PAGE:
Mr. Haldane called for a set of binding rules on authorities to "tie their hands" and force them to bail-in rather than bail-out the banks.
In addition, he wanted higher levels of capital to make it more likely that at a time of crisis the authorities would not ask that the rules be taken off and that the capital on bank balance sheets actually be used.
History has already shown that neither of Mr. Haldane's proposed solution to the irresistible urge has proven to be effective.
Bank regulators will never give up the option of using taxpayer funds to bail-out the banks in a time of financial crisis. Even if a law is passed today, everyone knows that the law will be repealed if the bank regulators think that the failure to repeal the law will make the financial crisis worse.
Bank regulators also will never require banks to use their book capital to absorb losses during a financial crisis. Bank regulators see a decline in book capital levels as sending the wrong signals about the safety and soundness of the financial system. The bank regulators would rather engage in regulatory forbearance and let banks practice 'extend and pretend' to turn non-performing loans into 'zombie' loans.
Your humble blogger calls the banking regulators' "irresistible" urge to bail-out the banks using taxpayer funds the elephant in the room because this urge results from opacity.
Because banks are opaque, in Mr. Haldane's words they are 'black boxes', market participants do not know how risky they are.
As a result, market participants rely on bank regulators who have 24/7/365 access to each bank's exposure details to assess and communicate the risk of each bank.
The failure to properly assess or communicate the risk of each bank results in market participants having more exposure to each bank than they can afford to lose. It is this excess exposure framed as financial contagion that assures that banks will always be bailed-out by taxpayers.
Regular readers know that there is one simple solution that ends the bank regulators' irresistible urge to bail-out the banks. Require the banks to disclose on an ongoing basis their current global asset, liability and off-balance sheet exposure details.
With this information, market participants are no longer dependent on the bank regulators' assessment and communication of the risk of each bank. Rather, market participants can independently assess the risk of each bank and adjust their exposure to what they can afford to lose given the risk of each bank. This ends the fear of financial contagion.
In addition, with transparency, unsecured debt and equity investors expect to be held responsible for absorbing losses on their investments. The investors know they face the potential for loss and they have an incentive to exert restraint on bank management so that bank management does not take on excessive amounts of risk.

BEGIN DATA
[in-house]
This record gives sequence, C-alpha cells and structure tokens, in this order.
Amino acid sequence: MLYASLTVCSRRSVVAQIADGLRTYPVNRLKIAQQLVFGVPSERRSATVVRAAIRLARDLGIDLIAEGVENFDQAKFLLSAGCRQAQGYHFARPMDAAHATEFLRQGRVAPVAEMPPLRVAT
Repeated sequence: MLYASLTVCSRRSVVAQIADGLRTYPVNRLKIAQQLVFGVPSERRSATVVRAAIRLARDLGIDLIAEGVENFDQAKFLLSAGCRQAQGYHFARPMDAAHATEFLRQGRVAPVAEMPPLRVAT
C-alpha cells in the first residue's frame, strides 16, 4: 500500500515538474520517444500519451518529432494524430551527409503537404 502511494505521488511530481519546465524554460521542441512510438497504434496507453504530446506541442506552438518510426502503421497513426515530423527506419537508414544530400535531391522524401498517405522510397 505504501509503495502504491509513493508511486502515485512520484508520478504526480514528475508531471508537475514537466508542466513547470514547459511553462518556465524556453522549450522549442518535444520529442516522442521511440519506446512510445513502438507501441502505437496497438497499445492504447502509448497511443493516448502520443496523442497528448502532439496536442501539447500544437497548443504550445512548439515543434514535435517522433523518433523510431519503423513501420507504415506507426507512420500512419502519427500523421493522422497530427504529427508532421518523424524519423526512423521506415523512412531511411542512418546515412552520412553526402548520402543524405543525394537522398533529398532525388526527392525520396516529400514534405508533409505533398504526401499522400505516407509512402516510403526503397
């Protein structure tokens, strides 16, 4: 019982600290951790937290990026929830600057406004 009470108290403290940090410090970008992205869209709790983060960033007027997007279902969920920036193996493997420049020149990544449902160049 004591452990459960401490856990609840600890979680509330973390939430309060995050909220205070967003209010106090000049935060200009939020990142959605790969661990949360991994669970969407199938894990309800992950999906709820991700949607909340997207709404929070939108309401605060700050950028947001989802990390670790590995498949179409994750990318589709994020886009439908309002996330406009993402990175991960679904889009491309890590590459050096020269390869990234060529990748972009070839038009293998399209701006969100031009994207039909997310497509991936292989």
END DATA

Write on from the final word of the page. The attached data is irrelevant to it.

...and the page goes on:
This is the way our financial system operates under the FDR Framework.
With financial contagion eliminated and investors expecting to absorb losses, there is no reason for bank regulators to still have an irresistible urge to bail-out the banks.
Rules that force a bank's creditors to lose money, rather than the taxpayer, may be insufficient to address the problem of banks being too big to fail, said Andrew Haldane, the Bank of England's executive director for financial stability Tuesday.
"Faithful implementation" of the regulatory reform agenda that has been pursued in stages since the financial crisis of 2008 is "an absolute necessity," said the BOE official at a conference here on the future of the banking sector. He said, however, that such a move is "necessary, but perhaps not sufficient."
The central banker said, "when a big bank fails, bail in is never a soft option...the temptation is always there for governments to reach for the check book," referring to when creditors are forced to take losses. He said the temptation to bail out rather than bail in was "irresistible."
Mr. Haldane said that to get past this problem authorities needed to have set rules that "tied their hands" and that tougher capital standards for banks should be considered. He referenced a proposal in the U.S. to up the leverage ratio for some banks to 15%, rather than the 3% envisaged in international rules known as Basel III.
"I don't have a magic number, but I do think the time is right within Europe to reopen the debate about whether 97%-debt financed banks is a suitably proved endpoint," he said.